Writing style aside this is a decent novel with all of the emotional distress I’d expect from a story of a country under a Dictators rule. There’s a good spectrum of characters with the powerfully corrupt and the despairingly poor clashing with each other. Most of all this is a slice of real life during a troubling period of Peru’s history and how lives are shaped by governments.
Conversation in the Cathedral isn’t as impressive as The Feast of the Goat or War of the End of the World. At times it was addictive but for every extended period of brilliance there was a 30 page interval of annoyance, usually at the writing style but at times the story becomes scattered and confusing. If I was to read this again my rating would probably be higher as a second go would be more rewarding and the whole story would make more sense. But until that happens it’s a lower score than i anticipated.
My score – 3/5
by Steven Erikson
Hardback Edition, 662 pages
Originally published 2012
“There will be peace…”
Despite my love of the Malazan Book of the Fallen it’s taken longer than I anticipated to get around to the Kharkanas prequel trilogy mainly because I discovered the Wheel of Time and have been reading the Ian C Esslemont related series. Although ICE’s series of books are brilliant, he’s still second fiddle to the king of complex fantasy Steven Erikson.
There was a little less enthusiasm for Forge of Darkness because I was expecting an Anomander Rake lovefest and although he’s a great character I fear a full book dedicated to the great man may have lessened his impact. This wasn’t even close to the truth as Rake barely appears and isn’t the centre of attention.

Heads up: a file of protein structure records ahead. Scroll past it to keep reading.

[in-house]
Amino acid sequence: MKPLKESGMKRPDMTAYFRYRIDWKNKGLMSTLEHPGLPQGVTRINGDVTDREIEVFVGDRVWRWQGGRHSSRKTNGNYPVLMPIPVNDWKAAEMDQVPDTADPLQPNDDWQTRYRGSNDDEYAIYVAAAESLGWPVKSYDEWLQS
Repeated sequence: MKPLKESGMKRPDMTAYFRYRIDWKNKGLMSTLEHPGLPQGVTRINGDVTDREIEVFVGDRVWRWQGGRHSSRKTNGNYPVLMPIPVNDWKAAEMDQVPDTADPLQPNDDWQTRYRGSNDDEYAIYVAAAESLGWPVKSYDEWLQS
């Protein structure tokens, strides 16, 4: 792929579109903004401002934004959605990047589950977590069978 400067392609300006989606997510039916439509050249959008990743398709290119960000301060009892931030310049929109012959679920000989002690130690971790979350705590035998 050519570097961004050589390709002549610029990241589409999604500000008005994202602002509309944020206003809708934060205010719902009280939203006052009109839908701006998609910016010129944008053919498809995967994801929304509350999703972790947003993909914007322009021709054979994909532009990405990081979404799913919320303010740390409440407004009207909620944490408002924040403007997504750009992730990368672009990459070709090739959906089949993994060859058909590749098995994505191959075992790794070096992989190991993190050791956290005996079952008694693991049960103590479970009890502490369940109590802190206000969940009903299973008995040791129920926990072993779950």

The book takes place in Kurald Galain just after the Tiste race’s victory over the Jheleck, who sound like a variation of K’Chain Che’Malle. Mother Dark sits on the Throne of Night and is cavorting with Draconus, which is proving to be an unpopular choice among the rest of the highborns. Legend of war Vatha Urusander is the preferred choice to court Mother Dark but he’s holed up in his castle slightly bitter that it’s peace time and his Legion (army) is surplus to requirements. His most loyal captains are also annoyed at the lack of action so they take it upon themselves to start a civil war. There’s also a couple of the usual ‘side quests’ you’d expect from an Erikson book.
A great many themes are tackled in Forge of Darkness including religion, genocide, class war and communism. It is heavy on philosophy and could be classed as self indulgent but Eriksons writing is so genius it doesn’t feel that way. Everything he writes is relevant to the story.
It’s slow going but it’s book 1 of the trilogy so it’s expected. Over half the book is story building and seed planting and when the meat of the story does start there still isn’t a lot happening. I can only imagine this is an intro and Fall of Light is where the real action is at. Despite the pace it’s brilliant and is as good as any of the main Malazan books. My final score was never in doubt.
My score – 5/5